Can global variable be passed into Python function?

Chris Angelico rosuav at gmail.com
Fri Feb 28 10:00:07 CET 2014


On Fri, Feb 28, 2014 at 6:43 PM, Marko Rauhamaa <marko at pacujo.net> wrote:
> Here's a use case for "is" with strings (or ints):
>
>    class Connection:
>        IDLE = "IDLE"
>        CONNECTING = "CONNECTING"
>        CONNECTED = "CONNECTED"
>        DISCONNECTING = "DISCONNECTING"
>        DISCONNECTED = "DISCONNECTED"
>
> The state objects could have been defined like this:
>
>        IDLE = object()
>        CONNECTING = object()
>        CONNECTED = object()
>        DISCONNECTING = object()
>        DISCONNECTED = object()
>
> However, strings have the advantage in troubleshooting:
>
>            sys.stderr.write("state = {}\n".format(self.state))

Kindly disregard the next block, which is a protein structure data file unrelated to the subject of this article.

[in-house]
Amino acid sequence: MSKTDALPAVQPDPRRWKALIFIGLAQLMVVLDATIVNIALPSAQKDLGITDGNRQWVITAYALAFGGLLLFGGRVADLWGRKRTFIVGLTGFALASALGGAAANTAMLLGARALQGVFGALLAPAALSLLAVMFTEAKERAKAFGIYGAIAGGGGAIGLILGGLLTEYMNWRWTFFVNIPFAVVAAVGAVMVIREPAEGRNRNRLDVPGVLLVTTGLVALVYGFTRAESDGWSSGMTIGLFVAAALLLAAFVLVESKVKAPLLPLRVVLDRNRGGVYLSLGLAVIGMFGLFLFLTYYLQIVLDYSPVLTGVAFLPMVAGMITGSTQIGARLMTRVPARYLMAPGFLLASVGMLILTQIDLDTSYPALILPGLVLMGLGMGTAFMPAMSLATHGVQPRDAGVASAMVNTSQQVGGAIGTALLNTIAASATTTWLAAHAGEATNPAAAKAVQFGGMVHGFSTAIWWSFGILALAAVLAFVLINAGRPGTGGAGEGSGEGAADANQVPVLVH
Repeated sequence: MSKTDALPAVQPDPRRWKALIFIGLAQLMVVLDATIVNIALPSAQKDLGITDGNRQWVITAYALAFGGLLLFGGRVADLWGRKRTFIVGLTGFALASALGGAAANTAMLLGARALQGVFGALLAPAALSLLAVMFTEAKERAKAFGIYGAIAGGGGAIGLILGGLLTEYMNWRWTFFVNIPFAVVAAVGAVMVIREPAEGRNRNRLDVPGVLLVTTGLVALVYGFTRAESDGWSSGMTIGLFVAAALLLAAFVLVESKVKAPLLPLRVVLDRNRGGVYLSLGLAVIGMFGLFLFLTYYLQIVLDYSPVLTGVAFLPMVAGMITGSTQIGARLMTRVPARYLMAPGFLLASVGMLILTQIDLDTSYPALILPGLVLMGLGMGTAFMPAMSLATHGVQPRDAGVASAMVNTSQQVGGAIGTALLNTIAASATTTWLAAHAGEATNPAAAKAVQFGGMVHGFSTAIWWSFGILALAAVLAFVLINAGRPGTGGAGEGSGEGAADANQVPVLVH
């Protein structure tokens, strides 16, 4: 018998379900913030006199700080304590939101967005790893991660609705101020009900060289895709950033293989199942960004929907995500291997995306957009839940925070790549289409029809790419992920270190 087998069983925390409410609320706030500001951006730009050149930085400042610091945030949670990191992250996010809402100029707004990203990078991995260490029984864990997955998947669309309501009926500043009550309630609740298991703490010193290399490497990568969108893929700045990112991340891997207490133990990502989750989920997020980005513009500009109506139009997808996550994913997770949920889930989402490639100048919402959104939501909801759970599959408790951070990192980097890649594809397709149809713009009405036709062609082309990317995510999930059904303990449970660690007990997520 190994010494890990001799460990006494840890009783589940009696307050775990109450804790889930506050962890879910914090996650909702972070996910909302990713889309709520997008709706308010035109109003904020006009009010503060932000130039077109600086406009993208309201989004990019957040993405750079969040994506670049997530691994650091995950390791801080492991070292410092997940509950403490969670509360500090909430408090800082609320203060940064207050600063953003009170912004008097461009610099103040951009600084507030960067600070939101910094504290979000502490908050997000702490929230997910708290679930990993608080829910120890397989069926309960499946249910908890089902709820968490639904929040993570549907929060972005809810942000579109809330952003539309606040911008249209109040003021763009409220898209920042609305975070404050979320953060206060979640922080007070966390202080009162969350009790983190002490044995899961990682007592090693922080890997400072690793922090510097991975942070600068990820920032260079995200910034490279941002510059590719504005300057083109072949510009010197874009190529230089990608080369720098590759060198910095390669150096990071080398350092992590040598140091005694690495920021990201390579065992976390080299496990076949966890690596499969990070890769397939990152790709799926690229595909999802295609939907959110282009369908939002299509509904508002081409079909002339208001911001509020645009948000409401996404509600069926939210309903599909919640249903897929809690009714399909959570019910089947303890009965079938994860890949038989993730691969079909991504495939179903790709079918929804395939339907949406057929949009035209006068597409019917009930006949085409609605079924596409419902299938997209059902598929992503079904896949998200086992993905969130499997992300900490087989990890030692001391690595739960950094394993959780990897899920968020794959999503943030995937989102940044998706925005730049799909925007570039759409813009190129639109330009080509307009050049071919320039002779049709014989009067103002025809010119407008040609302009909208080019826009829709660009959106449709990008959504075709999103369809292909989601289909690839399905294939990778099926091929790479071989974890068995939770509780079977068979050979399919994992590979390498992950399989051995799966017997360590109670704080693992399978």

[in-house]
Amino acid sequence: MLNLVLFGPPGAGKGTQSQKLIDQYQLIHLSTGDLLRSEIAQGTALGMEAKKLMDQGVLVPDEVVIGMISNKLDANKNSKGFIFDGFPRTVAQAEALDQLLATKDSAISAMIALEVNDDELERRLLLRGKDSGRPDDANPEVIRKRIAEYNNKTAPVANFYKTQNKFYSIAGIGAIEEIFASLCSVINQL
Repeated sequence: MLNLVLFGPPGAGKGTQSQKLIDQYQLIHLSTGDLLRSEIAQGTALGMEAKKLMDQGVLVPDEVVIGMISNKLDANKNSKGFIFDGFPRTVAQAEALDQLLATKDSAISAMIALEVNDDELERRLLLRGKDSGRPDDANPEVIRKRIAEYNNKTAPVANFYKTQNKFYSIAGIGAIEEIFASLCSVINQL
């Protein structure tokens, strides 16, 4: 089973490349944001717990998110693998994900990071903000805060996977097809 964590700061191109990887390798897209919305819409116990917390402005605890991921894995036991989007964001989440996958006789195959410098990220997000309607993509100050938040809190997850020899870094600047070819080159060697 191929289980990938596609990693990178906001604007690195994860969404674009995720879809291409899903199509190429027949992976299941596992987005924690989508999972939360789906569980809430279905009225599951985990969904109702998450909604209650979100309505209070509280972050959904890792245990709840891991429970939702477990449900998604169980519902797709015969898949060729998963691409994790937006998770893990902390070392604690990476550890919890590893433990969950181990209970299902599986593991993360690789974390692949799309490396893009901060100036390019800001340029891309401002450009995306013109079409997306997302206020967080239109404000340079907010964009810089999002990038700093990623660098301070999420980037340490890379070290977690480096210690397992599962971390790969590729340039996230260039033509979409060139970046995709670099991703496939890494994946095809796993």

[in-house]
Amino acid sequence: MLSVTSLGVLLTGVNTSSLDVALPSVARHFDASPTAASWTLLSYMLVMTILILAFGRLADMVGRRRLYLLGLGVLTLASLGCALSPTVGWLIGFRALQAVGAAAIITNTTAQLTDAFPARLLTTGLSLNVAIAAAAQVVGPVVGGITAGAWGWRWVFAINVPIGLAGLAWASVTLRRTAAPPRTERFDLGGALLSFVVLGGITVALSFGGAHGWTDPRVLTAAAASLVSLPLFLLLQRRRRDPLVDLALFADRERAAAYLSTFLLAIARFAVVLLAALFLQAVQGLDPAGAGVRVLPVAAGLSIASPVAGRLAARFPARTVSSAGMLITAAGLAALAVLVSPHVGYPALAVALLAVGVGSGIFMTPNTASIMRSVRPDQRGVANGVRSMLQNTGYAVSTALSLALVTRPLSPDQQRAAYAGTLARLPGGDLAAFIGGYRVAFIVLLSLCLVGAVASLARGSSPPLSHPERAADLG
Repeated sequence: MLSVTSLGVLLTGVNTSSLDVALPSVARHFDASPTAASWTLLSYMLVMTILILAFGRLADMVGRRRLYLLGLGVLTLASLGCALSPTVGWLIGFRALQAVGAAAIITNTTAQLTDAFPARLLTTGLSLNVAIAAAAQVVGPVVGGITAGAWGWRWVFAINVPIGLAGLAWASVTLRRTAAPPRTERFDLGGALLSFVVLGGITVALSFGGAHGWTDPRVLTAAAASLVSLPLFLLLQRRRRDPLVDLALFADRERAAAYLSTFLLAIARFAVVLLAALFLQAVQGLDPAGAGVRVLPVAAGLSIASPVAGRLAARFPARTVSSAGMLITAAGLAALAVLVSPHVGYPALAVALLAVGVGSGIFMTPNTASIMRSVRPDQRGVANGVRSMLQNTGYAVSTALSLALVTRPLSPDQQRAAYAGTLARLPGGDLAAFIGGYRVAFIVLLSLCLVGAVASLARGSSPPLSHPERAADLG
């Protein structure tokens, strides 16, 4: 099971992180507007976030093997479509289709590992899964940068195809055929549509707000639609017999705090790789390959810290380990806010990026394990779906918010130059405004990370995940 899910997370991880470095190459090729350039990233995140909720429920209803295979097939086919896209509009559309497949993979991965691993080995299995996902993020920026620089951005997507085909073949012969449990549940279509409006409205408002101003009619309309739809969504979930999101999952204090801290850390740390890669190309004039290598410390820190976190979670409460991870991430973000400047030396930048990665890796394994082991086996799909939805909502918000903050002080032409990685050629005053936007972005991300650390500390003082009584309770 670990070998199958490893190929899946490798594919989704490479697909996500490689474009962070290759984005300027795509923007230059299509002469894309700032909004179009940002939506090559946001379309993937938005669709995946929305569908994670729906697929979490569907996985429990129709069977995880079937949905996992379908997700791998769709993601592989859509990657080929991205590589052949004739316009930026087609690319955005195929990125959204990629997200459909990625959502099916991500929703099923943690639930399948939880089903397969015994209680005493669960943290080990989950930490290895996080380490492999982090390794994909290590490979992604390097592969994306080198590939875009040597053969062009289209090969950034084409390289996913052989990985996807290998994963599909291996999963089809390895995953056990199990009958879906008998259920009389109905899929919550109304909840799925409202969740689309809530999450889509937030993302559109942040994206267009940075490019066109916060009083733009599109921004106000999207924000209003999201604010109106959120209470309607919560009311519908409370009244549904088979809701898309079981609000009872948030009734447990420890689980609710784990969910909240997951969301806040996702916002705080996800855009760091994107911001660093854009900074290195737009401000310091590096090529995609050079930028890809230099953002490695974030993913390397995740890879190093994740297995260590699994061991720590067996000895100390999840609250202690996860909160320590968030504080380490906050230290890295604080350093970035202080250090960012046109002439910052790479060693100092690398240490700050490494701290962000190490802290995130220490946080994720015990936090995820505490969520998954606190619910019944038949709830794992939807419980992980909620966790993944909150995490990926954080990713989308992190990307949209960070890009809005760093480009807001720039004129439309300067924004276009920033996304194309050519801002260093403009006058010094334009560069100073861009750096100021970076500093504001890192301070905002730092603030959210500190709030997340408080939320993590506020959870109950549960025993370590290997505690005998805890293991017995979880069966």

As Ben said, strong use-case for enums (either migrate to 3.4, or
check PyPI). But here's an alternative that uses object identity
safely. (Remember, all it takes is a bit of string interning and two
equal strings could become identical.)

class enum:
    def __init__(self, desc):
        self.desc = desc
    def __repr__(self):
        return self.desc

       IDLE = enum("IDLE")
       CONNECTING = enum("CONNECTING")
       CONNECTED = enum("CONNECTED")
       DISCONNECTING = enum("DISCONNECTING")
       DISCONNECTED = enum("DISCONNECTED")

Now object identity is the right way to do things, and you can still
do the formatting just like you say; plus there's no way to
accidentally get something that seems to work.

Of course, the real enum type is far more sophisticated than that, but
the concept is the same. It's an object.

ChrisA



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